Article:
Wednesday, July 14, 2010

Storming the Bastille Armed with Courgettes

Hey, if you have a gmail account you should totally follow our blog. I heard once about this guy that didn't follow our blog and a bunch of bad stuff happened to him. Don't let that happen to you!

Today, in honor of Bastille Day (and the farmer's market on Sunday), we returned back to basics. I swung by the farmer's market as it was winding down and there wasn't much left but I did pick up some good-looking zucchini as well as some kale that the woman gave me at a discount because it had been sitting out in the sun for a while and she didn't want to have to drag it back to the farm and feed to the pigs.

The pigs can thank me later.

I used the squash to make a makeshift ratatouille in honor of Bastille Day. Since the French apparently have no culinary tradition associated with this holiday I decided the only thing I could do was to make something French. Given that all I had in the fridge were these zucchini this was my best stab at it. It's missing a lot of the other vegetables you'd expect to see in ratatouille but this was all I had. The garlic in the fridge had given up the ghost so I simply used onion, zucchini, tomato, and herbs de Provence for this dish.

Also, I served it with delicious rosemary bread and the oh-so-traditional quinoa on the base. Everyone knows the French love them some ancient grains.

We haven't had wine in a while so in honor of the French and their wine-drinking ways we decided to have a wine. While I thought it appropriate to have a wine from Ventoux (home of the famous Tour de France climb) it was a little too hot for red wine so we opted for the Michigan wine from our wine tour last summer. This particular rose is a Cabernet Franc from Tabor Hill. Having traveled extensively moderately somewhat in both France and Michigan you can take it on my authority that there is essentially no difference between the two places.

And what could be more French than watching a Portuguese man win his first stage in the Tour de France? We were also treated to the sound of muffled fireworks from the next town over as they celebrated their freedom from the oppressive French aristocracy by eating a lot of crepes.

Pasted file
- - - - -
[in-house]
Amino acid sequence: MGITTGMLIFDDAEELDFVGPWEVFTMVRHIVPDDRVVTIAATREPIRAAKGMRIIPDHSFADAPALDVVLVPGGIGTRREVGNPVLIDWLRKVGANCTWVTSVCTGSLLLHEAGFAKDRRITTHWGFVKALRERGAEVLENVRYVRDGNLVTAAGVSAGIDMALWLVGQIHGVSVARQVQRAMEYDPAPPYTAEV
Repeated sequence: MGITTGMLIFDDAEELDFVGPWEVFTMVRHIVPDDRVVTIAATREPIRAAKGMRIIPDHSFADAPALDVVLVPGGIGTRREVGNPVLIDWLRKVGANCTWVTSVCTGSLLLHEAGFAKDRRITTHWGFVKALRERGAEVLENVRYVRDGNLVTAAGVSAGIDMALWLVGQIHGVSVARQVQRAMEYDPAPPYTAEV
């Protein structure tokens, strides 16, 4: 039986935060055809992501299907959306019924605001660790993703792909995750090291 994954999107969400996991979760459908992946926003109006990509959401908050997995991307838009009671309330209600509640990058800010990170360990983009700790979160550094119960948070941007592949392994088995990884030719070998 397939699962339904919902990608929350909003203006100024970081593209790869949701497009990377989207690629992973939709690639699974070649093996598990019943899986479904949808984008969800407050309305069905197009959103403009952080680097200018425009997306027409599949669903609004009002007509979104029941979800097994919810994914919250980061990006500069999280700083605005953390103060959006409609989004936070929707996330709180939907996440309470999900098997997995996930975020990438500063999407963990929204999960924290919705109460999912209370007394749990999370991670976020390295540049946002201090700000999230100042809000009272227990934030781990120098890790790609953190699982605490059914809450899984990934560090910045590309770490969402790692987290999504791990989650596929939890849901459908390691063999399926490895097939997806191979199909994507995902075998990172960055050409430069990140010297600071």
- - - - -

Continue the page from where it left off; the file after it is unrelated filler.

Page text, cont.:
For dessert we had some more of the blueberry ice cream which, like most ice cream, seems to get better with age. Except for that terrible strawberry ice cream I made last month which was an abomination and a waste of perfectly good strawberries.

With some fresh blueberries (we can't stop buying blueberries) and chocolate sauce it was fantastic.

This reminds me of a time when I was young and my father took me to the ice cream parlor down the street from us. I asked for a peanut butter cup sundae with blueberry sauce and she gave my father a look as if she thought I was either insane or just an idiot. My father shrugged. When we got to the table I asked him why she'd made that face and he kindly said that he did not know. At the time I found that flavor combination to be just fine. In retrospect that girl was probably 15, and that combination was probably not that great. My next ice cream: blueberry and peanut butter crunch.

Don't judge it until you've had it.

1 comment:

themissingx said...

Haha! I'm following your blog! I don't want bad stuff happening to me :-P By the way, that's some yummy food! i wanna share this post to my friends in Foodista, just if you won't mind adding the foodista widget for zucchini at the end of this post, then that would be great! The widget will direct readers to your site when they go looking for posts on zucchini. thanks and keep em coming! ;-)

Amy from Adelaide, Australia